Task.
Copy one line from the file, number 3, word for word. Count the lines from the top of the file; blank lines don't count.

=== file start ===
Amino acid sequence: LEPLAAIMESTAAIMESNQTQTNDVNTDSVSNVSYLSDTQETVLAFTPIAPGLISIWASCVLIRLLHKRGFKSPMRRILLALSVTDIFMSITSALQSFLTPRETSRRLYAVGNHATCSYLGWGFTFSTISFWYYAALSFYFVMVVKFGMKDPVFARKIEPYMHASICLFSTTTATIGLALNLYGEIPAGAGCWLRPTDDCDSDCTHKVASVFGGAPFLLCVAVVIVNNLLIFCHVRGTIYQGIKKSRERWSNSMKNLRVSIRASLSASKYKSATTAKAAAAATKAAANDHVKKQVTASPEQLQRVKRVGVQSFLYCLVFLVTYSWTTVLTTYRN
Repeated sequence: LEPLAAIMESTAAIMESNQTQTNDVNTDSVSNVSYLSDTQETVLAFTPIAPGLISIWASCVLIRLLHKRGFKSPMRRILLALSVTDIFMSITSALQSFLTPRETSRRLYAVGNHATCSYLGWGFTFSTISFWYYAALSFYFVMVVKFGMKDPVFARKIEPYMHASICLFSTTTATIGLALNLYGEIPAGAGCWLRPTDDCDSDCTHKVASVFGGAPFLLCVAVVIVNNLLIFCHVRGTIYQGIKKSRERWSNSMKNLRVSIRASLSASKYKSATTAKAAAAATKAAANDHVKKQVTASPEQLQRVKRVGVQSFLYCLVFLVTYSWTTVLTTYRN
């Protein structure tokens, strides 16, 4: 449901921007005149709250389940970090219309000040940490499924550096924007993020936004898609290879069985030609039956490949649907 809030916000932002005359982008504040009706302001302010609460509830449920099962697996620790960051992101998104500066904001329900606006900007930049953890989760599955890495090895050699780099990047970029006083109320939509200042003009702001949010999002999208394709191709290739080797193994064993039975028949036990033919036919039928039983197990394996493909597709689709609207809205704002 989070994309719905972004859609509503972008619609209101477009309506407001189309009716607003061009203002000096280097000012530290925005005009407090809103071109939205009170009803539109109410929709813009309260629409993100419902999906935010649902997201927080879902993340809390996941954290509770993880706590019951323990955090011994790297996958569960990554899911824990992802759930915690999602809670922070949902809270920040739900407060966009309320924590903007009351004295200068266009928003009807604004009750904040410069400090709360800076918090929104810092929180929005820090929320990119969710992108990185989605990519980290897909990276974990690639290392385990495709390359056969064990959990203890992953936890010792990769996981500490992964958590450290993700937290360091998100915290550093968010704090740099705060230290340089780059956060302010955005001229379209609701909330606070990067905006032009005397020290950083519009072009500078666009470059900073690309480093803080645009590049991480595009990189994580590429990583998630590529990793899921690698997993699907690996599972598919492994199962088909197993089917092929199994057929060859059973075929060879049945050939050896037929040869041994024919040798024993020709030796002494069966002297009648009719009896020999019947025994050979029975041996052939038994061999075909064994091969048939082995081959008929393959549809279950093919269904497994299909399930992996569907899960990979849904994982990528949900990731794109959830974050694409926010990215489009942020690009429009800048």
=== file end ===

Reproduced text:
């Protein structure tokens, strides 16, 4: 449901921007005149709250389940970090219309000040940490499924550096924007993020936004898609290879069985030609039956490949649907 809030916000932002005359982008504040009706302001302010609460509830449920099962697996620790960051992101998104500066904001329900606006900007930049953890989760599955890495090895050699780099990047970029006083109320939509200042003009702001949010999002999208394709191709290739080797193994064993039975028949036990033919036919039928039983197990394996493909597709689709609207809205704002 989070994309719905972004859609509503972008619609209101477009309506407001189309009716607003061009203002000096280097000012530290925005005009407090809103071109939205009170009803539109109410929709813009309260629409993100419902999906935010649902997201927080879902993340809390996941954290509770993880706590019951323990955090011994790297996958569960990554899911824990992802759930915690999602809670922070949902809270920040739900407060966009309320924590903007009351004295200068266009928003009807604004009750904040410069400090709360800076918090929104810092929180929005820090929320990119969710992108990185989605990519980290897909990276974990690639290392385990495709390359056969064990959990203890992953936890010792990769996981500490992964958590450290993700937290360091998100915290550093968010704090740099705060230290340089780059956060302010955005001229379209609701909330606070990067905006032009005397020290950083519009072009500078666009470059900073690309480093803080645009590049991480595009990189994580590429990583998630590529990793899921690698997993699907690996599972598919492994199962088909197993089917092929199994057929060859059973075929060879049945050939050896037929040869041994024919040798024993020709030796002494069966002297009648009719009896020999019947025994050979029975041996052939038994061999075909064994091969048939082995081959008929393959549809279950093919269904497994299909399930992996569907899960990979849904994982990528949900990731794109959830974050694409926010990215489009942020690009429009800048």